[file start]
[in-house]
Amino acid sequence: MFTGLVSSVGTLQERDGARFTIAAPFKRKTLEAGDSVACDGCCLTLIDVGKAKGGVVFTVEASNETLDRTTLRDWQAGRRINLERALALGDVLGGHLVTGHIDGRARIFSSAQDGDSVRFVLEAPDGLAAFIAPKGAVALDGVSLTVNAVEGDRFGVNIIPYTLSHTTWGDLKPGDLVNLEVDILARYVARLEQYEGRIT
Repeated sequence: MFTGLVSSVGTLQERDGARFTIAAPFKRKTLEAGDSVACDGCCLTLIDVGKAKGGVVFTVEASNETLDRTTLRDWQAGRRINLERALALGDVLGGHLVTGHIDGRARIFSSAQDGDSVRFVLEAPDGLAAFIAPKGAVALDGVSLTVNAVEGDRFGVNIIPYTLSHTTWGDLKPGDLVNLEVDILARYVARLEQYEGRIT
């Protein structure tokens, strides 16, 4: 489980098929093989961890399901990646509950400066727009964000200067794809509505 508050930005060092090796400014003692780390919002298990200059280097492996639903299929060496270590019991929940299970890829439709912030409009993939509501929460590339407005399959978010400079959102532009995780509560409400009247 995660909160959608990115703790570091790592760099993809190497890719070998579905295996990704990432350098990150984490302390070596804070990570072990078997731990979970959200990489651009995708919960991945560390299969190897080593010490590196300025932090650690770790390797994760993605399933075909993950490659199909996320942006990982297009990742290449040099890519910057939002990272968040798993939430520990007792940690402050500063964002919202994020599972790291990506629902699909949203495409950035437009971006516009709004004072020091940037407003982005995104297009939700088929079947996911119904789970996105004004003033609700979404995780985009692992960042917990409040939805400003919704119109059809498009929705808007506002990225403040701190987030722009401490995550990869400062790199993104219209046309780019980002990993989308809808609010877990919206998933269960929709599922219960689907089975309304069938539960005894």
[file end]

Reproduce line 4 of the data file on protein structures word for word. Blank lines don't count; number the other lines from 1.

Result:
């Protein structure tokens, strides 16, 4: 489980098929093989961890399901990646509950400066727009964000200067794809509505 508050930005060092090796400014003692780390919002298990200059280097492996639903299929060496270590019991929940299970890829439709912030409009993939509501929460590339407005399959978010400079959102532009995780509560409400009247 995660909160959608990115703790570091790592760099993809190497890719070998579905295996990704990432350098990150984490302390070596804070990570072990078997731990979970959200990489651009995708919960991945560390299969190897080593010490590196300025932090650690770790390797994760993605399933075909993950490659199909996320942006990982297009990742290449040099890519910057939002990272968040798993939430520990007792940690402050500063964002919202994020599972790291990506629902699909949203495409950035437009971006516009709004004072020091940037407003982005995104297009939700088929079947996911119904789970996105004004003033609700979404995780985009692992960042917990409040939805400003919704119109059809498009929705808007506002990225403040701190987030722009401490995550990869400062790199993104219209046309780019980002990993989308809808609010877990919206998933269960929709599922219960689907089975309304069938539960005894």